FAYETTEVILLE -- The city of Fayetteville has five trail projects on its list this year that would total nearly 6 miles if completed.
The largest project on this list is the more than 2-mile-long Midtown Corridor trail along Deane, Sycamore and Poplar streets. The next-largest is a 1½-mile-long trail on Arkansas 112 from Howard Nickell Road to Truckers Drive that would connect to Clabber Creek trail. However, the state says that project may happen in 2024.
A third project would put a 4,707-foot-long trail on Garland Avenue from Melmar Drive to Drake Street. Another would have a 4,500-foot-long trail on Mission Boulevard from Viewpoint Drive to North Street.
Lastly, the city hopes to move the Razorback Greenway through what will become the civic plaza of the arts corridor downtown once construction begins at the Walton Arts Center parking lot.
The city's resident-led Active Transportation Advisory Committee on Jan. 11 forwarded the list of proposed trail projects to the City Council's Transportation Committee for approval. The Transportation Committee, consisting of half the City Council, will review the list during its next meeting, tentatively scheduled for Jan. 31 or Feb. 14.
Four of the five projects would be done by contractors or the Arkansas Department of Transportation. City crews will do the Mission Boulevard project.
The city hired a construction manager, Crossland Heavy Contractors, to oversee the Midtown Corridor trail project, and hopes to get a company hired soon to do the construction work in the next month or so, said Matt Casey, engineering design manager with the city. Construction could start in late spring or early summer, he said.
The trail would start at Stephen Carr Memorial Boulevard near Interstate 49, run along Deane Street, have a piece running south on Garland Avenue and connect to Sycamore Street. From there, the trail will run north along the Razorback Greenway, head east on Poplar Street and connect to College Avenue. A tail piece will connect from Poplar Street south to Gregory Park.
Plans have been underway for the Midtown Corridor since 2019. The Walton Family Foundation gave the city a $410,000 grant for design. The city would use a combination of trail and transportation bond money for construction. Estimated budget on the entire project, including street, drainage and traffic light improvements, is $14,297,765. Estimate on the trail portion is $3 million.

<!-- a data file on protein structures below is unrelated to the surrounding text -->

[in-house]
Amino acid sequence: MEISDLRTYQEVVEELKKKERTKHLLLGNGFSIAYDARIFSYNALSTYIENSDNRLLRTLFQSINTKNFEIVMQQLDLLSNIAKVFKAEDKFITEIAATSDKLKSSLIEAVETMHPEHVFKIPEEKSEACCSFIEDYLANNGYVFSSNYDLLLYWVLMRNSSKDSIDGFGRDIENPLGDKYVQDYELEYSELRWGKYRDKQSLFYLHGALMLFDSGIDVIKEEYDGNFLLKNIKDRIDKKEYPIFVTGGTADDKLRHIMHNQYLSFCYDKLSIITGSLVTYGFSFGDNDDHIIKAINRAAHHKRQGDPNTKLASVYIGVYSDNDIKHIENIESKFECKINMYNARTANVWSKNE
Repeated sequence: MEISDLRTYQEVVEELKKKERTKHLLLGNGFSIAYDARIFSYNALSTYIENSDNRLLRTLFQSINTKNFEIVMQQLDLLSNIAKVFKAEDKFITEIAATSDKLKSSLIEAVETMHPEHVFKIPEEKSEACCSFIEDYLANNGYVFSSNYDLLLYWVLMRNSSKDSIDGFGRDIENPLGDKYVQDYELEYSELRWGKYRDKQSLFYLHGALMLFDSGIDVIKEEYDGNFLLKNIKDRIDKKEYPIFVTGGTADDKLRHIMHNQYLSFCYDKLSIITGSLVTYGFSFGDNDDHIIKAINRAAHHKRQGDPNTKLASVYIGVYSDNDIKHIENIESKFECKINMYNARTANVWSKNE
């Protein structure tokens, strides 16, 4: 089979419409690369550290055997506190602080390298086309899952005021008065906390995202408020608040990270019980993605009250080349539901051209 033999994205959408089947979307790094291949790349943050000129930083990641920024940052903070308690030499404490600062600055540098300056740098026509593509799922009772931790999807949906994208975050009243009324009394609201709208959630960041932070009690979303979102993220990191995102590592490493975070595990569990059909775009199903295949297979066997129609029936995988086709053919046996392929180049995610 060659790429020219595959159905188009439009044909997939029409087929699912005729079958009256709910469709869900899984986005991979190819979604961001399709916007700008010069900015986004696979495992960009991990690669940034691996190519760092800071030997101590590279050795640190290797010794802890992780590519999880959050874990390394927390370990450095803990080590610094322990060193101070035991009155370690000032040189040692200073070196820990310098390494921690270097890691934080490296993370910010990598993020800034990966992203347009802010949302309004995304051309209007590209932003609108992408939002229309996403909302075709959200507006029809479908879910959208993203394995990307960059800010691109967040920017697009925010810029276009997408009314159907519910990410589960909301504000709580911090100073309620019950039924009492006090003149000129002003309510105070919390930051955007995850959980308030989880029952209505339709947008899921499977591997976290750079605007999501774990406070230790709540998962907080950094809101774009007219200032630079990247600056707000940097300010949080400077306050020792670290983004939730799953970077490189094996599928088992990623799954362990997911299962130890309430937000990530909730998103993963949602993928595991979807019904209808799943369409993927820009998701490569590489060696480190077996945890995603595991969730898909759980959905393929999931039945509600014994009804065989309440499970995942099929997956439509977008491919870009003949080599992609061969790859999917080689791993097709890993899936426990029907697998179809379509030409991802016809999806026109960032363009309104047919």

The second-largest project the city listed for the year is being done by the state Department of Transportation. However, the state plans to do the project in summer 2024, said Dave Parker, Transportation Department spokesman.
About 1½ miles of trail would go along Arkansas 112 from Howard Nickell Road east to where the highway turns south to Truckers Drive. The city initially anticipated the project would happen this year, but scheduling for the project is up to the state, said Matt Mihalevich, the city's active transportation manager.
A contractor also would build a 4,707-foot-long trail on Garland Avenue from Melmar Drive north to Drake Street. The plan is to use transportation bond money, capital budget money and help from the state to complete the project. The city still has to acquire right of way for the project and work out an arrangement with the state, Mihalevich said. Garland Avenue is Arkansas 112 along that stretch.
The city hopes to get started this year on the first part of the Mission Boulevard trail from Viewpoint Drive to Maple Street. The first part would stretch from Viewpoint Drive to North Street. A second part, about 3,500 feet from North Street to Maple Street, is scheduled for 2024.
The city has been working with the state on the project to address questions and concerns about it, Mihalevich said. The Transportation Department needs to issue a permit for the city to do the work because Mission Boulevard doubles as Arkansas 45.
The permit for the work has been going back and forth between reviews and resubmittals, but should be ready by spring at latest, Parker said.
It's possible city crews could work this year on a project scheduled for 2024. During its December meeting, Active Transportation Advisory Committee members discussed the possibility of building a 986-foot-long paved trail along a gravel pathway between Dinsmore Trail and Old Farmington Road, south of Centennial Park. There's already a power line easement between the two roads and the land is vacant.
Arnold Smith, a member of the committee, suggested the idea.
Putting a paved trail from Dinsmore Trail to Old Farmington Road would provide a simple route for nearby neighborhoods to use, creating a loop around the park that would avoid heavy car traffic to the south, Smith said.
The final project scheduled for the year is to move the Razorback Greenway running through what is now the Walton Arts Center parking lot downtown. Work on the trail would have to wait until construction begins on the civic plaza of the arts corridor, known as the Ramble.
The plan is to start construction of the civic plaza in August or September, said Peter Nierengarten, the city's environmental director. The city and the contractor for the Ramble work, Nabholz Construction, have been working with Brian Reindl and his development team on the route for the trail. Reindl owns the land immediately to the south and plans to build a hotel at the southern end of the civic plaza, which the trail would go around.
• Midtown Corridor Trail (Deane/Sycamore/Poplar): Interstate 49 to Woodland Junior High, 11,807 feet
• Arkansas 112: Howard Nickell Road to Truckers Drive, 8,323 feet*
• Garland Avenue : Melmar Drive to Drake Street, 4,707 feet
• Mission Boulevard: Viewpoint Drive to North Street, 4,500 feet
• Razorback Greenway civic plaza move: Center to Dickson streets, 2,198 feet
Total: 31,535 feet (5.97 miles)
*denotes state project scheduled for 2024.